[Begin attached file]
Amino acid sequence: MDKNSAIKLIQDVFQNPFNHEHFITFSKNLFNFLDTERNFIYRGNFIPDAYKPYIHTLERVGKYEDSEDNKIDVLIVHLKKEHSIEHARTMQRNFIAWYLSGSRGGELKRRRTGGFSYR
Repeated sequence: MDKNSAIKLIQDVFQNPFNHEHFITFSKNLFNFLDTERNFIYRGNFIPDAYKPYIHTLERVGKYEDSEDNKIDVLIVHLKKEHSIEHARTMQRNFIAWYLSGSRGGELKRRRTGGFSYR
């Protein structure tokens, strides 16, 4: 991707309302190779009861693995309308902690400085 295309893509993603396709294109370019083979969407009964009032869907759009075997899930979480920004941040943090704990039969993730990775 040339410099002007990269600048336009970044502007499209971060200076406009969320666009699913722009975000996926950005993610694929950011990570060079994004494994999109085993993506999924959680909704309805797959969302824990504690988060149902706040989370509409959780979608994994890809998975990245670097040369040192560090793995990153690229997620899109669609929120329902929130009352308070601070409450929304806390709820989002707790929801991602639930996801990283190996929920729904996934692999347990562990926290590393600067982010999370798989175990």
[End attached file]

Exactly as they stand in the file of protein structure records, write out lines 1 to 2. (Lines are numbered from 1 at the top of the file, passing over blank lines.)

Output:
Amino acid sequence: MDKNSAIKLIQDVFQNPFNHEHFITFSKNLFNFLDTERNFIYRGNFIPDAYKPYIHTLERVGKYEDSEDNKIDVLIVHLKKEHSIEHARTMQRNFIAWYLSGSRGGELKRRRTGGFSYR
Repeated sequence: MDKNSAIKLIQDVFQNPFNHEHFITFSKNLFNFLDTERNFIYRGNFIPDAYKPYIHTLERVGKYEDSEDNKIDVLIVHLKKEHSIEHARTMQRNFIAWYLSGSRGGELKRRRTGGFSYR